(Photograph of Delius House on campus of Jacksonville University, courtesy Florida Photographic Collection, State Library and Archives of Florida)
Born in 1862, in England, to German parents, Frederick Delius never excelled in his father’s wool business, and came to Florida in the 1880s to grow oranges. As it turned out, he wasn’t that good at growing oranges either, but in Florida, his musical talents thrived.
Delius lived in a cottage in Solano Grove, about 45 miles south of Jacksonville, on the St. Johns River. It was a small house, four rooms, and was already old by the time he got there. But in that house, and in the groves that surrounded his isolated home, Delius soaked in the sights and sounds of the people and animals of Florida, then still unknown to most Europeans.
In Jacksonville, Delius met Thomas F. Ward, a musician from New York who became his teacher. Later, Delius studied music in Europe. Although Delius’ stay in Florida was short, just a few years, the experience was key to many of his subsequent orchestral and operatic works, including the Florida Suite.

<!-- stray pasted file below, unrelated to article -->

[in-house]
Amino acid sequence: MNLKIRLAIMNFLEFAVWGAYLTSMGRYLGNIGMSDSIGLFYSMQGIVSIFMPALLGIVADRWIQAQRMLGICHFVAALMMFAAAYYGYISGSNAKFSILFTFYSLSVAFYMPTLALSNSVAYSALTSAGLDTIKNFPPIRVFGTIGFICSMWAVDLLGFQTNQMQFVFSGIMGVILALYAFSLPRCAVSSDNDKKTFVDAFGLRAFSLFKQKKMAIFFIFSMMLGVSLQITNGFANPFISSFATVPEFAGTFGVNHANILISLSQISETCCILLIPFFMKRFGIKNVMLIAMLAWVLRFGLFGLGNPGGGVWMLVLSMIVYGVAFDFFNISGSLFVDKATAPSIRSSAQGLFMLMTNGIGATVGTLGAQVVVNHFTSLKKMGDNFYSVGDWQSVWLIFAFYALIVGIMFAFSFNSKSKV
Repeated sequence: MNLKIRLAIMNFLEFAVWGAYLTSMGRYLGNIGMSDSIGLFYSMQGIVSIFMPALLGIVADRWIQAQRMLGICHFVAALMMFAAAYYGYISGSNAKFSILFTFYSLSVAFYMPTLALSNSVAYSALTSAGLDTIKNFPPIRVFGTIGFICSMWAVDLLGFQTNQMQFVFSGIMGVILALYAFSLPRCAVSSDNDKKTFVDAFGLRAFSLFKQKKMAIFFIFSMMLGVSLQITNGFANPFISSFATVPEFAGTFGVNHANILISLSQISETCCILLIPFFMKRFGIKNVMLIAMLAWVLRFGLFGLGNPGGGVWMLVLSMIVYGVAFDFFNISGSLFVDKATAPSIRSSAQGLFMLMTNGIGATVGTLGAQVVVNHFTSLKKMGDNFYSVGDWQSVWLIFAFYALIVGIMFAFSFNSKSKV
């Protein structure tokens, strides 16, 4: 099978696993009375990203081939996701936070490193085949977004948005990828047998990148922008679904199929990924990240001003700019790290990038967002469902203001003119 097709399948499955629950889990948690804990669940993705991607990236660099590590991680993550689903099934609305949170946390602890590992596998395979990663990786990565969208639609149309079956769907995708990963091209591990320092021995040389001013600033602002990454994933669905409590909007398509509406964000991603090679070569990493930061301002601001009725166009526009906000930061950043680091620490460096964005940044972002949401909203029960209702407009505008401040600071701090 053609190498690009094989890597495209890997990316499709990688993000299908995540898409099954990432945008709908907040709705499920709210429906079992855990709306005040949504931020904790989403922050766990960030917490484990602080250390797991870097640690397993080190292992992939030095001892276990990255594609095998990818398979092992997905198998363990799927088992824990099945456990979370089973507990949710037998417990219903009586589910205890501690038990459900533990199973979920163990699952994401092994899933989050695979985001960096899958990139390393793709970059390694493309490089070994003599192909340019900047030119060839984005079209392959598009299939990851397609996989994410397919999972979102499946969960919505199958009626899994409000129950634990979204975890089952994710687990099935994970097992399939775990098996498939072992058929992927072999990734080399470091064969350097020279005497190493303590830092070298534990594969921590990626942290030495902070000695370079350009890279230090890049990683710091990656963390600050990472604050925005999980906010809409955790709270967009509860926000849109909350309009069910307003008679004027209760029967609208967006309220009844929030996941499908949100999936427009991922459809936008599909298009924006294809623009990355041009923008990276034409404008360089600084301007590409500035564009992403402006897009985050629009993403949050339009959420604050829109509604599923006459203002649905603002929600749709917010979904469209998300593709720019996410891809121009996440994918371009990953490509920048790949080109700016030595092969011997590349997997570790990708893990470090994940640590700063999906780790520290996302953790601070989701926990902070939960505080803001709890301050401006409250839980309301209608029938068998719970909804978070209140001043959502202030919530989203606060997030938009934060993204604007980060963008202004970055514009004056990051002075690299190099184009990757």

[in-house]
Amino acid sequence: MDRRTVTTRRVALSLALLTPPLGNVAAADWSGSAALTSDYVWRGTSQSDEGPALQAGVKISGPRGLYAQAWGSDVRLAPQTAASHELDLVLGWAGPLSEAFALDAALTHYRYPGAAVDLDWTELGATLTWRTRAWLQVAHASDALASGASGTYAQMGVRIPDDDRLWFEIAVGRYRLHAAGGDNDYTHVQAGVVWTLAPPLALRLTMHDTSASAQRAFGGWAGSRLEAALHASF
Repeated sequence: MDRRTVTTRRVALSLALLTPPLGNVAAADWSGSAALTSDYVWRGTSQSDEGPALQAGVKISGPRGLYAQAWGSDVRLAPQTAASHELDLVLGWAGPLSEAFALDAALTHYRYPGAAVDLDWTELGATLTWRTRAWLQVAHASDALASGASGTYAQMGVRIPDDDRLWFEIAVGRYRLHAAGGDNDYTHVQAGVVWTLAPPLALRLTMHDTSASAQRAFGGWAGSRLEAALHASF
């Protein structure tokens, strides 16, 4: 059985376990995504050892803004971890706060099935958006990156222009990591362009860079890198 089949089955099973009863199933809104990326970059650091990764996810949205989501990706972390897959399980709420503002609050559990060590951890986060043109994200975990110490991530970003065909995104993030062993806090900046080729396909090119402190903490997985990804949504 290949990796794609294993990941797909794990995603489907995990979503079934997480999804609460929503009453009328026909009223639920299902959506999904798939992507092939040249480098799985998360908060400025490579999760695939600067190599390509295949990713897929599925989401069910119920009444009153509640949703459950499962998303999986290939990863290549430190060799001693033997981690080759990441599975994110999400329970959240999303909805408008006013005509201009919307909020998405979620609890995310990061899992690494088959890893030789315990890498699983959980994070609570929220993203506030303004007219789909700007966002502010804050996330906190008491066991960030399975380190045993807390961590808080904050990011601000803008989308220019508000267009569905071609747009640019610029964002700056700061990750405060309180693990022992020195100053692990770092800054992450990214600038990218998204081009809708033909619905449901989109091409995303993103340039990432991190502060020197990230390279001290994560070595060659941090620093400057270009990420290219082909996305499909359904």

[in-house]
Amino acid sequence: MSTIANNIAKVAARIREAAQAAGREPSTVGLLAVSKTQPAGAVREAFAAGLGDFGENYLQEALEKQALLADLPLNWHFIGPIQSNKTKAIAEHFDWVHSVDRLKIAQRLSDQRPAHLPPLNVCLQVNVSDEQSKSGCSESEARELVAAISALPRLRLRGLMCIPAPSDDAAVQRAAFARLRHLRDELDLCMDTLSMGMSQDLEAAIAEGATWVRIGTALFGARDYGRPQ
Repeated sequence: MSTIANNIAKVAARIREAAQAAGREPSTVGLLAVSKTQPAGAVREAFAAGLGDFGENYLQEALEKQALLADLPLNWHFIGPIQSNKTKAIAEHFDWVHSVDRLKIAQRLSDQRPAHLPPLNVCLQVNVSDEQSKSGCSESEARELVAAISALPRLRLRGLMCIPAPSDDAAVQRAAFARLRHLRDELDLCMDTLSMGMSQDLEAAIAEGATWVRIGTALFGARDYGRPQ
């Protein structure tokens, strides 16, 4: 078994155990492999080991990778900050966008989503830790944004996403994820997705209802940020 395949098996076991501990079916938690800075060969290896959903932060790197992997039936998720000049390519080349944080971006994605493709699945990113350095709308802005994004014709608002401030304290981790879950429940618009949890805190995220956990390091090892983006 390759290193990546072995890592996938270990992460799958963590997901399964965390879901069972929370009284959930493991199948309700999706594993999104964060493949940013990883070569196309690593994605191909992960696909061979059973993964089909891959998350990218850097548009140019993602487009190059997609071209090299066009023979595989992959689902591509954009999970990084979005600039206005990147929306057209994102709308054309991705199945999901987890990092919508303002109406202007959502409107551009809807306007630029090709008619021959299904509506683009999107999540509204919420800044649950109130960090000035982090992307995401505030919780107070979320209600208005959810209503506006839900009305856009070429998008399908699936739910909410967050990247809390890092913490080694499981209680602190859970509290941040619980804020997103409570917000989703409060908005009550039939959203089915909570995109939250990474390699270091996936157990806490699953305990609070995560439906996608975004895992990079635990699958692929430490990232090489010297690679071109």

Gloria Jahoda wrote about Frederick Delius (“The Music-Maker of Solano Grove”) in her book The Other Florida, recounting her visit to his former home:
Pines stirred in damp woods. Pileated woodpeckers flew high in the trees. Here the Andersons and Julia Sanks had sung to Delius long ago. Here the Indians and the crackers had come to join them to startle European music.
Delius died in France in 1934, but in 1946, themes from his Florida Suite inspired the soundtrack for The Yearling. In 1961, his house was moved to the campus of Jacksonville University.
(The Delius House is illustrated and discussed in Jacksonville's Architectural Heritage: Landmarks for the Future, a really great book available through the Jacksonville Historical Society.)